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Attention-deficit/hyperactivity disorder (ADHD) is an illness characterized by inattention, hyperactivity, and impulsivity. The most commonly diagnosed behavior disorder in young persons, ADHD affects an estimated three percent to five percent of school-age children.
Although ADHD is usually diagnosed in childhood, it is not a disorder limited to children -- ADHD often persists into adolescence and adulthood and is frequently not diagnosed until later years.
There are actually three different types of ADHD, each with different symptoms: predominantly inattentive, predominantly hyperactive/impulsive, and combined.
Those with the combined type, the most common type of ADHD, have a combination of the inattentive and hyperactive/impulsive symptoms.
A diagnosis of ADHD is made when an individual displays at least six symptoms from either of the above lists, with some symptoms having started before age seven. Clear impairment in at least two settings, such as home and school or work, must also exist. Additionally, there must be clear evidence of clinically significant impairment in social, academic, or occupational functioning.
ADHD affects an estimated two million American children, an average of at least one child in every U.S. classroom. In general, boys with ADHD have been shown to outnumber girls with the disorder by a rate of about three to one. The combined type of ADHD is the most common in elementary school-aged boys; the predominantly inattentive type is found more often in adolescent girls.
While there is no specific data on the rates of ADHD in adults, the disorder is sometimes not diagnosed until adolescence or adulthood, and half of the children with ADHD retain symptoms of the disorder throughout their adult lives. (It is generally believed that older individuals diagnosed with ADHD have had elements of the disorder since childhood.)
This is a question that has become increasingly difficult to answer simply. ADHD, or attention-deficit/hyperactivity disorder, is the only clinically diagnosed term for disorders characterized by inattention, hyperactivity, and impulsivity used in the American Psychiatric Association’s Diagnostic and Statistical Manual of Mental Disorder, Fourth Edition, the diagnostic "bible" of psychiatry. However (and this is where things get tricky), ADD, or attention-deficit disorder, is a term that has become increasingly popular among laypersons, the media, and even some professionals. Some use the term ADD as an umbrella term -- after all, ADHD is an attention-deficit disorder. Others use the term ADD to refer to the predominantly inattentive type of ADHD, since that type does not feature hyperactive symptoms. Lastly, some simply use the terms ADD and ADHD interchangeably. The bottom line is that when people speak of ADD or ADHD, they generally mean the same thing. However, only ADHD is the "official" term.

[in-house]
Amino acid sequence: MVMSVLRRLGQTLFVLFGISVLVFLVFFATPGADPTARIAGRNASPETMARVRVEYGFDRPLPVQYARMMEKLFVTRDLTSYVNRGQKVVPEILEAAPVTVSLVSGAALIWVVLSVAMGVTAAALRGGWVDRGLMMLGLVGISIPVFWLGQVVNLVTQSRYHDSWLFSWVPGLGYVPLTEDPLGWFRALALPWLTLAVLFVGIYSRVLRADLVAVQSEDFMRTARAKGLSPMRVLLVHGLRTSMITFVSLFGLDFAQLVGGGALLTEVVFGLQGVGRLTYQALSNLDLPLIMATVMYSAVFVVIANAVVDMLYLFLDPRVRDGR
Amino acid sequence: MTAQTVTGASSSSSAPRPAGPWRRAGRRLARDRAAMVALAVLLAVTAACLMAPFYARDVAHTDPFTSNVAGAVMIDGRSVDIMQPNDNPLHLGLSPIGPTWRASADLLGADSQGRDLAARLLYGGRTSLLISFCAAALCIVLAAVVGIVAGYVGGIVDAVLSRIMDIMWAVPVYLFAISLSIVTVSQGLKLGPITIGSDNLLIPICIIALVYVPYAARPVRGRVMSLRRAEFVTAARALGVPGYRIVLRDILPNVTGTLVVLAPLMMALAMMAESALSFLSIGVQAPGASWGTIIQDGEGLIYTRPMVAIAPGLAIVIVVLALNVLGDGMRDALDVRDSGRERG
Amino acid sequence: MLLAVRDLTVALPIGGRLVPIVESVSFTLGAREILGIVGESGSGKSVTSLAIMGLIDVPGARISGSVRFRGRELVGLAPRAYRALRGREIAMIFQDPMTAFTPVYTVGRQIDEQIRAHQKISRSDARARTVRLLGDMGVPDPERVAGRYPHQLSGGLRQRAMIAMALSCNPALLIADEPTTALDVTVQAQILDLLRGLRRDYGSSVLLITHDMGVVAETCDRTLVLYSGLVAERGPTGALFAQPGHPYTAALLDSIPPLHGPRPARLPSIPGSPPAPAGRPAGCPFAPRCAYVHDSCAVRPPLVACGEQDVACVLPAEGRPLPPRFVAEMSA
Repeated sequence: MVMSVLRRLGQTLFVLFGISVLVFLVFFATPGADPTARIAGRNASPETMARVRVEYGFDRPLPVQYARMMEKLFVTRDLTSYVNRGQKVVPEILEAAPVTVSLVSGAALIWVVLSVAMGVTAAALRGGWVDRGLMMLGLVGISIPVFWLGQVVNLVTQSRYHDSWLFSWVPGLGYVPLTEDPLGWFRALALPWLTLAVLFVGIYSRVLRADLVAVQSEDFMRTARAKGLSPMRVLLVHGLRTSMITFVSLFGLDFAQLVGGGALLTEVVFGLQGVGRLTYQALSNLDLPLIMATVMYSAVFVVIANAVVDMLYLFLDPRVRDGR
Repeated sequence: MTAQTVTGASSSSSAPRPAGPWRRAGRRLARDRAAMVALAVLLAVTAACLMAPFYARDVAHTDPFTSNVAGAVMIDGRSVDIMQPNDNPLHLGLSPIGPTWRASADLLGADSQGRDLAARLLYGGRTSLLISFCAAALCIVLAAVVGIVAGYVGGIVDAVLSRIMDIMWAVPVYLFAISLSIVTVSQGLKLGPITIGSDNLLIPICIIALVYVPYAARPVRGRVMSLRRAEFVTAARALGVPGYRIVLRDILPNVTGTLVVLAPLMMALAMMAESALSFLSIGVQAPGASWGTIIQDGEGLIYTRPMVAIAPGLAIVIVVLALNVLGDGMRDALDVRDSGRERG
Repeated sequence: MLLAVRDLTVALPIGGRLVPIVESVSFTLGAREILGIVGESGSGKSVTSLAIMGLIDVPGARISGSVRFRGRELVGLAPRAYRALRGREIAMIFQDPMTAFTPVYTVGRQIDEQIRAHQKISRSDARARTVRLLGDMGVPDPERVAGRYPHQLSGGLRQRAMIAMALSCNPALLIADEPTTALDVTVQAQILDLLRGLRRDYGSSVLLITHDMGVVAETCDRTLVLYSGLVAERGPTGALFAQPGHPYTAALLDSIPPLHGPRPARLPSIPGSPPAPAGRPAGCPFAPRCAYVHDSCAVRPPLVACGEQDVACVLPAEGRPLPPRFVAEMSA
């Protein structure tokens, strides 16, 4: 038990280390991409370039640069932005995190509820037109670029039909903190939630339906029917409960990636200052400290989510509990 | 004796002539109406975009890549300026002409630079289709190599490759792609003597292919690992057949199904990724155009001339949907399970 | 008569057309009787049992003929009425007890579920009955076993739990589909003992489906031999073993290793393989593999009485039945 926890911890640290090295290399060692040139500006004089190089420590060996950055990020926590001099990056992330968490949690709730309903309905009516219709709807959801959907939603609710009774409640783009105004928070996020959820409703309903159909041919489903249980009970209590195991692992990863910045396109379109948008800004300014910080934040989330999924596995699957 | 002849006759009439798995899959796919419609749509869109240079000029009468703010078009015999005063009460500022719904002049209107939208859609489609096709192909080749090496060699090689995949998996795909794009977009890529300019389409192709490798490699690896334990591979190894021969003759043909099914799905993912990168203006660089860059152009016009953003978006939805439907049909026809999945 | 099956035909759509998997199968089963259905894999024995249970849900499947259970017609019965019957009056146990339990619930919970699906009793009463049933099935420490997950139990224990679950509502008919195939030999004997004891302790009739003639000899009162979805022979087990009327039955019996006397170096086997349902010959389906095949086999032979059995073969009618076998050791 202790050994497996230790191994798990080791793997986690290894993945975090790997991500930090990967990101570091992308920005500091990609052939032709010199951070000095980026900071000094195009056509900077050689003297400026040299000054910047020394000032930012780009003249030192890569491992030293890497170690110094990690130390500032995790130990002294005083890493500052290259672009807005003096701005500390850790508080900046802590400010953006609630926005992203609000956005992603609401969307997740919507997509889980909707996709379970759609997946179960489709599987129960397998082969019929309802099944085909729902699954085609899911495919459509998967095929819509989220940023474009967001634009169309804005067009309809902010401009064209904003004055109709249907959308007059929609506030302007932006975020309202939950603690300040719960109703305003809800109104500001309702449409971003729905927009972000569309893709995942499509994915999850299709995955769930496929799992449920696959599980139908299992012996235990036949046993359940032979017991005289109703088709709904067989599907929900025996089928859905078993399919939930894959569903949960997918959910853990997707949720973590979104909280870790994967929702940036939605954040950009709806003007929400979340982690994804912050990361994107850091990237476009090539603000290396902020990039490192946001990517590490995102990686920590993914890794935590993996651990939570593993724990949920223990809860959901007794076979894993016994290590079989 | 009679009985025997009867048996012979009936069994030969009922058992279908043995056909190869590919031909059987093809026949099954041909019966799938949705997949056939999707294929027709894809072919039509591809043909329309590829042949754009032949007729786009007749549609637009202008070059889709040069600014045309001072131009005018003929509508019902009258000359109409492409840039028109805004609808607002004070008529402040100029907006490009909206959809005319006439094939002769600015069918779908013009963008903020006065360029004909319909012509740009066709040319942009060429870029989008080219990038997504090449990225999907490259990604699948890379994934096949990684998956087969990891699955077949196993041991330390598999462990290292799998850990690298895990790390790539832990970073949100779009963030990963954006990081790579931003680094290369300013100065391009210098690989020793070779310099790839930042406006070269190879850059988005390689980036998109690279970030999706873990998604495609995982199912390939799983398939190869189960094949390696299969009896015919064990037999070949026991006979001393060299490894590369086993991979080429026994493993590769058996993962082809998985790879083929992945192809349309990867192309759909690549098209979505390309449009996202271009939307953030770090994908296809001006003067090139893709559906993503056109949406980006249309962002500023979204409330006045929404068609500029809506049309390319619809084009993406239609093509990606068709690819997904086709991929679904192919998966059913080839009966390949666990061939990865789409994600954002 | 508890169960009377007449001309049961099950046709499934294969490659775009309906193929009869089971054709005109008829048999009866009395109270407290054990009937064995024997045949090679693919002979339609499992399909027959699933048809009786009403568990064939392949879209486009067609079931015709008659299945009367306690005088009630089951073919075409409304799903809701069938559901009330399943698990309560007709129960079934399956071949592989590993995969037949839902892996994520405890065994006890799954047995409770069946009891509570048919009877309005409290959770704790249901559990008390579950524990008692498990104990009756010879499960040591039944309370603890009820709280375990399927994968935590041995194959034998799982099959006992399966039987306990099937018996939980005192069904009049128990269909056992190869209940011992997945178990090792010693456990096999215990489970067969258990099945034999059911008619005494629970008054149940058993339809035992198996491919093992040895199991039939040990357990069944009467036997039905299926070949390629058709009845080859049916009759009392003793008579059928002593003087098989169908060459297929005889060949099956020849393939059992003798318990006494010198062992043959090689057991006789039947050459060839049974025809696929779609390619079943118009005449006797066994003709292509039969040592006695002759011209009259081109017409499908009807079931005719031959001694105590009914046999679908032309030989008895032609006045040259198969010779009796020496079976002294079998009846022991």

Yes. In fact, symptoms like those of ADHD are often mistaken for or found occurring with other neurological, biological, and behavioral disorders. Nearly half of all children with ADHD (especially boys) tend to also have oppositional defiant disorder, characterized by negative, hostile, and defiant behavior. Conduct disorder (marked by aggression towards people and animals, destruction of property, deceitfulness or theft, and serious rule-breaking) is found to co-occur in an estimated 40 percent of children with ADHD. Approximately one-fourth of children with ADHD (mostly younger children and boys) also experience anxiety and depression. And, at least 25 percent of children with ADHD suffer from some type of communication/learning disability. There is additionally a correlation between Tourette’s syndrome, a neurobiological disorder characterized by motor and vocal tics, and ADHD-only a small percentage of those with ADHD also have Tourette’s, but at least half of those with Tourette’s also have ADHD. Research is also beginning to show that ADHD-like symptoms are sometimes actually manifestations of childhood-onset bipolar disorder.